This one speaks for itself. While Audemars Piguet could be rebranded as the Royal Oak without anyone noticing but that shouldn’t detract from its iconic status in my opinion, (sorry Sanford, you can check his Iconic Watch opinion here). I would argue that nothing much has had as much of a “lasting influence” on the world besides the Rolex Submariner. Just this year alone, there have been two “homages”, to the Royal Oak. I would, in fact, go so far to say that the current luxury steel sports craze could be traced loosely to the Royal Oak. The rest never had a chance.
Chronograph: Bvlgari Octo Finissimo Chronograph GMT Automatic
Bvlgari’s Octo Finissimo line has been on a roll in recent years breaking records left and right particularly for the thinness of their movements and this win is just another notch on its belt. As a person who takes an issue with thick watches, chronographs and me do not usually get along. The Bvlgari Octo Finissimo Chronograph GMT Automatic adds on a GMT complication and still leaves the vast majority of three-handers in its dust. It is also worth noting that visually, it is the most distinct from the rest of its competitors.
(Editors Note : Go on Bvlgari, just give us some Lume please, ideally Gas Tubes….Perfet (Sic) )
Diver’s: Seiko Prospex LX line divers
It’s difficult to fault the jury for going with the safe choice here. Seiko Prospex LX line Divers. Sure, it may not pack in some of the extra features of unique design cues that the some of the other competitors may have, but given that diving is inherently risky to a certain degree, safe and familiar may not be such a bad thing. That pricing though, I am not a fan of, but that’s for another discussion for another time, another place which you can find here. (http://www.scottishwatches.co.uk/2019/10/11/new-watch-opinion-seiko-lx-line-l-e-divers-go-on-do-a-rolex/)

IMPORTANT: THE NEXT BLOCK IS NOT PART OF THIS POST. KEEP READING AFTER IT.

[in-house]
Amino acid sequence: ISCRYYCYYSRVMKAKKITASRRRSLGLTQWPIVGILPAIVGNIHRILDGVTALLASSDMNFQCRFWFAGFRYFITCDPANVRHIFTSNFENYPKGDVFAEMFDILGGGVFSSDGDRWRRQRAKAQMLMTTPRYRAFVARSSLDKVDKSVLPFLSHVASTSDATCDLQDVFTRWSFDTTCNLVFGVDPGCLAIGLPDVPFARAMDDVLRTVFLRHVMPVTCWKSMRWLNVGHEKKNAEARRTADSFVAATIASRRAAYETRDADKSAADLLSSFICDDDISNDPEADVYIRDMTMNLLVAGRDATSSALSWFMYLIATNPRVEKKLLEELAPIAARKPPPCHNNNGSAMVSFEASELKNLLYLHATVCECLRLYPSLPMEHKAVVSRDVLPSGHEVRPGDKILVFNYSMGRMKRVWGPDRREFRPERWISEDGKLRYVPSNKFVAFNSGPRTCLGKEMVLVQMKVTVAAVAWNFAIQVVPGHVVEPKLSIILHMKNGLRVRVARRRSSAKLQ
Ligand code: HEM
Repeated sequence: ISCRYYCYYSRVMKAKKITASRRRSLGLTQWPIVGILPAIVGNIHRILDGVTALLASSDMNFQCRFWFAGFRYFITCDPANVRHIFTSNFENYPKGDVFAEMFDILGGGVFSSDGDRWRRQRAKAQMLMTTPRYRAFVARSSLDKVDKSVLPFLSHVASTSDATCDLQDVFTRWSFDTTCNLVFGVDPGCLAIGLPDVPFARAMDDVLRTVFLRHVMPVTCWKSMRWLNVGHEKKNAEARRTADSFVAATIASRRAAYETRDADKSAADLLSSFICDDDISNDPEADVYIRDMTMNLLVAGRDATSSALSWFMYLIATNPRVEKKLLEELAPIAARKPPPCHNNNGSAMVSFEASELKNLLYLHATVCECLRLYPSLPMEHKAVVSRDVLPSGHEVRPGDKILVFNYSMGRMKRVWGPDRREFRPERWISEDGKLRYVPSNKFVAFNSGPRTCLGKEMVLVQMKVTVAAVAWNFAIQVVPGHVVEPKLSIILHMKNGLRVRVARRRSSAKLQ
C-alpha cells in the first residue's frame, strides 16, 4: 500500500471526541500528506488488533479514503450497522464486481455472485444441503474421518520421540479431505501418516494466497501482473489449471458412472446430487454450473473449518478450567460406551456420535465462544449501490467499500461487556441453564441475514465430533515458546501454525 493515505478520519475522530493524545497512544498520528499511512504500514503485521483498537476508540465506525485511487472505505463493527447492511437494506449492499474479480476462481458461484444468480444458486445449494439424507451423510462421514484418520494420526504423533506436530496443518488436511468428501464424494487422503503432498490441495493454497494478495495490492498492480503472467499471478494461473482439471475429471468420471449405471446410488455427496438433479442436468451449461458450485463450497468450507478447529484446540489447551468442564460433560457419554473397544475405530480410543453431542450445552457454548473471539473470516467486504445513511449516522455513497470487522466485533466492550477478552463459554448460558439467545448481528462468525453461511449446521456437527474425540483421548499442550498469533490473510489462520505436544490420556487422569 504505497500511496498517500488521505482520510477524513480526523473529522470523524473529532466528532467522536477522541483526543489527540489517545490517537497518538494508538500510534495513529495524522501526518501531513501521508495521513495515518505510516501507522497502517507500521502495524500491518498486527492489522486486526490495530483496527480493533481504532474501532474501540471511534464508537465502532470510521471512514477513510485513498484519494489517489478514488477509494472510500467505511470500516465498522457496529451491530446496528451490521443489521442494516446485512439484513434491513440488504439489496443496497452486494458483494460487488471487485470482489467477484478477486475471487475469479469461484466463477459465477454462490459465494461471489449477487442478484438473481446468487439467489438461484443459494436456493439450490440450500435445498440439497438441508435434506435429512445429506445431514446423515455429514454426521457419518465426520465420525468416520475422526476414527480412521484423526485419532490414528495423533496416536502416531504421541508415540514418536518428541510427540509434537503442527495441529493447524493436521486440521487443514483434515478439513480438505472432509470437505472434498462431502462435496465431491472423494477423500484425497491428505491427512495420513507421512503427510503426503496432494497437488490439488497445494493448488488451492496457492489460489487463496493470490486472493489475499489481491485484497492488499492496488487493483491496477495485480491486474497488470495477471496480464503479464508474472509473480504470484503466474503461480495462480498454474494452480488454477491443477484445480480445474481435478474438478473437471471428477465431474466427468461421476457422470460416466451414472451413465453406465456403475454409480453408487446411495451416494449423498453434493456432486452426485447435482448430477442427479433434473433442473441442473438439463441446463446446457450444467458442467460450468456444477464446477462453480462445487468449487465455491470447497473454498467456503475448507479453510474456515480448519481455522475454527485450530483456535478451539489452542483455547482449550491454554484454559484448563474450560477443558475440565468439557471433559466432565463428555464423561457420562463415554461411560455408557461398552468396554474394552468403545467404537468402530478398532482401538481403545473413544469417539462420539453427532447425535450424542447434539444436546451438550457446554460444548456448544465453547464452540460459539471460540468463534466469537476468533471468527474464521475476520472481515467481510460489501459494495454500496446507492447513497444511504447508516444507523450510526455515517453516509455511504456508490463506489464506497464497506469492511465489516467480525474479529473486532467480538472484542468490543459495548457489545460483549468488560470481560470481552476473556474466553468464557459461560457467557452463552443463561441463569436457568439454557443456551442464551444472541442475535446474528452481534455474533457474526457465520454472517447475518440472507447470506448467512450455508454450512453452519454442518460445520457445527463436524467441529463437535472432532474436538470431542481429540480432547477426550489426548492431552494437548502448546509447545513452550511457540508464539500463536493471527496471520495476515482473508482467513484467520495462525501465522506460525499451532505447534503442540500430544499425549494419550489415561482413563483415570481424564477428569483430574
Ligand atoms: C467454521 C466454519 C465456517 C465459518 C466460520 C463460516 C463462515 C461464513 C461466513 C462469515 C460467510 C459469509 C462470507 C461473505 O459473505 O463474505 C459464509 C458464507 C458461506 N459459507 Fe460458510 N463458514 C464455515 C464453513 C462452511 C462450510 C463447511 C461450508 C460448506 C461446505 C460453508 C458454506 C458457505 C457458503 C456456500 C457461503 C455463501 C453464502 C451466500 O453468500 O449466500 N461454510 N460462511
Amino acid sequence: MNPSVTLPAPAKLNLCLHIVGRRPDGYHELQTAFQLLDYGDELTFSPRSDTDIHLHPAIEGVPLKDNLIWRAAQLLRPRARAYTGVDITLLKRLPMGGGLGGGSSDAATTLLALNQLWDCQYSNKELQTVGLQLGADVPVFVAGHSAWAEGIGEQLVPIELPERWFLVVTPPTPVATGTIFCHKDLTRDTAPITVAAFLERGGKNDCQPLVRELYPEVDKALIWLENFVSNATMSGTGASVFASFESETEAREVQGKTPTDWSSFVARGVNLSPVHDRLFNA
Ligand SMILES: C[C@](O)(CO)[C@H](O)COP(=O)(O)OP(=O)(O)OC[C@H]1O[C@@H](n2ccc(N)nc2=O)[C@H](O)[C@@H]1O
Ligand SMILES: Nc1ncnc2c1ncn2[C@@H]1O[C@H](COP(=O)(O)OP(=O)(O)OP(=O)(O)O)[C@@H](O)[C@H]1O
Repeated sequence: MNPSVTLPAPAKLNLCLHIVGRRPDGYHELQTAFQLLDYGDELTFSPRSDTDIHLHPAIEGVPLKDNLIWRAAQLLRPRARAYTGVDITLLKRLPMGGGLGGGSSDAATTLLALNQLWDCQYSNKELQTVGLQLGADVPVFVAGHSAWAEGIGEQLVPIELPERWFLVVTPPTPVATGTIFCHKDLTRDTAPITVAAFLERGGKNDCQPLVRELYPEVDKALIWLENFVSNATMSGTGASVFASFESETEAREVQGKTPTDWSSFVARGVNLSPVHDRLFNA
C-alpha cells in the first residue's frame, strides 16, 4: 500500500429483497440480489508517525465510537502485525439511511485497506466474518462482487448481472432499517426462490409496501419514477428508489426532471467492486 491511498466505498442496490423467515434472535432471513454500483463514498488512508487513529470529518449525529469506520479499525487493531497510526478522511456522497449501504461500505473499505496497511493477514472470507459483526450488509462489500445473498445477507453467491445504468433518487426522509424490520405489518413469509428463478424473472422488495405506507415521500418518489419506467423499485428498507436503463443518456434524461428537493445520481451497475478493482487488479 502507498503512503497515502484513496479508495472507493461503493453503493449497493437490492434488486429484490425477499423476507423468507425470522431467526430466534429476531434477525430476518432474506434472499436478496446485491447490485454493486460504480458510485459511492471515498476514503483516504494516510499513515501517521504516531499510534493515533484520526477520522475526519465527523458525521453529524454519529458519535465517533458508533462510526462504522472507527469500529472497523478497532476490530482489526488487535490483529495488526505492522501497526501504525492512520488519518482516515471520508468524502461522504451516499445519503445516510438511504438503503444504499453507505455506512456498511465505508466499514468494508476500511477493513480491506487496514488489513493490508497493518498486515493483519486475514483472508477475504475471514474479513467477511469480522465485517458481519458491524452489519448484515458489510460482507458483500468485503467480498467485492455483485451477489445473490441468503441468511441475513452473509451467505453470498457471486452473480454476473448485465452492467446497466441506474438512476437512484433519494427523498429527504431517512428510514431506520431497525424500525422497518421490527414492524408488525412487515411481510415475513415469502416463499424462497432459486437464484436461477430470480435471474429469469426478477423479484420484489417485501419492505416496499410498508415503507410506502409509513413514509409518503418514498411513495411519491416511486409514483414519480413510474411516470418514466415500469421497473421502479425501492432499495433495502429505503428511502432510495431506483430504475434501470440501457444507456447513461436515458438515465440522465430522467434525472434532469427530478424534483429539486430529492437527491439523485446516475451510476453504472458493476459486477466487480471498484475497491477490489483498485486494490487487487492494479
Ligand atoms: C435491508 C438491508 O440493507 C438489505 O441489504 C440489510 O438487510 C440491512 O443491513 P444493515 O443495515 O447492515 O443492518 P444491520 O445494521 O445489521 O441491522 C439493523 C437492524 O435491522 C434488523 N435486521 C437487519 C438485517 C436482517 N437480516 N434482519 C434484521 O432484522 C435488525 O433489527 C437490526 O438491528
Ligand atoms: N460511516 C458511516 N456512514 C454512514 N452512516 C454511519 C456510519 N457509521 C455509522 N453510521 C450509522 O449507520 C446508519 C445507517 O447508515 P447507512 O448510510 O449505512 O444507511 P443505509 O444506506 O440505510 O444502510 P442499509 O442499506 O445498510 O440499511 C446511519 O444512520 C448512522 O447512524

Jewelry: Bvlgari Serpenti Misteriosi Romani
It is difficult for a guy to comment on at section that by definition I geared towards ladies. But I’ll take a stab at it. The Serpenti Misteriosi Romani takes the category’s theme and ran with it without being as in your face as some of the other pieces. Its not hard to see the Roman inspiration in the gem set “windows” that makes the cuff look like a colosseum. And It has a freaking snake coiled around it. Does it really matter that I have no idea how you tell the time on this piece? I take what I said back, I would love to rock this on my wrist.
Artistic Crafts: Voutilainen Starry Night Vine
This is one of those categories that I believe requires the watches to be seen in person. The Voutilainen Starry Night Vine’s description sounds mouth-watering with its combination of enameling, lacquering and engraving. This was evidently designed to win specifically with winning this category in mind with the techniques employed being the first three techniques mentioned in the rules. But without seeing it in person, I will never be able to understand how this beat out the Jacob & Co’s Astronomia Dragon. I mean it’s a freaking dragon in a watch?!